- Build a solid scenario that will migrate the flat data fp4 > fp5 > fp7 > fp12 (you will need FMPA in all of these versions, or involve a 3rd party who does this routinely). test, test, test
- Train more staff on the parallel test system, more debugging possibly
- set a weekend for migration
- run all conversions using actual data during the weekend
There are a lot of decisions you need to make before you start building your new solution (like the way you design your ERD, data separation Y/N?, etc. All I can say is take your time in the beginning to think things over, it will pay back later in the project.
Well, it looks like there's enough to consider....
I'm leaning toward redeveloping the entire solution but i'll take some serious time looking into it with regards to all of your tips and advices.
Whatever the outcome, i had some real insights from your reply's while trying to determine what the next step should be.
Thanks in advance and i'll post what we decide to do!
The client is typically happy with an initial conversion, but the extra fields, code, and table occurrences drive me nuts. It's harder to continue developing a converted solution when the client asks for a modification -- I wonder if I should fish or cut bait. Do I forge ahead with getting new features built, or do I clean up what I find along the way? Do I constantly create new DDR and poke around to see if a global field is in use?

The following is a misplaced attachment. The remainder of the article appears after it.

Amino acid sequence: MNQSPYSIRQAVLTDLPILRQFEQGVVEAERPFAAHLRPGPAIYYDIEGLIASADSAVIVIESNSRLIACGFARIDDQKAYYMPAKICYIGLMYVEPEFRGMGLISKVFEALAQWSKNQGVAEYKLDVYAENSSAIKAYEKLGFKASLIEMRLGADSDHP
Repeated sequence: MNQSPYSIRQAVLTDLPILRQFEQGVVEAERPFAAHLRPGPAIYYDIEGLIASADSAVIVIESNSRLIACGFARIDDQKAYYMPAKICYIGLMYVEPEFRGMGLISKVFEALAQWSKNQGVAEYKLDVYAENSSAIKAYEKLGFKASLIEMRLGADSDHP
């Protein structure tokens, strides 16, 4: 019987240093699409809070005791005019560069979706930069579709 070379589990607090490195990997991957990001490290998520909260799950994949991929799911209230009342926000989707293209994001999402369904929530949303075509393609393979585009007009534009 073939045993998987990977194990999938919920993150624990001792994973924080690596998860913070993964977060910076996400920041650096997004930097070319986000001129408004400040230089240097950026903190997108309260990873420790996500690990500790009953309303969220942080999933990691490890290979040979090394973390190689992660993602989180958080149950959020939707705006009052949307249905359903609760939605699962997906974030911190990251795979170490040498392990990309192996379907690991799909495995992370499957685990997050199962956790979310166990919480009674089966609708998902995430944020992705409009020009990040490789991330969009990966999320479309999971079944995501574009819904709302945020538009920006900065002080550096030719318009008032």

In my opinion, conversions are better at the end of the day, but sometimes you and the client need to know about how long that day will be.
Somewhat in summary of the good advice above: I've always been happy with redevelopment, and rarely been personally happy with a conversion. Only when a rebuild was going to take too much time (to the client -- cost too much) do I simply convert.
You have received a lot of comments some. I haven't read them all so if this is redundant, sorry.
The first red flag is 96 files. The second red flag is your comment "The system works but is cumbersome, intangible and gets more and more impossible to fathom when making adjustments."
These 2 factors alone would cause me rewrite the system from scratch in FM 12. What would stop me? The Budget but you have an advantage being an in house developer.
Besides it would be a lot more fun creating a new solution!
Pueblo Systems, Inc.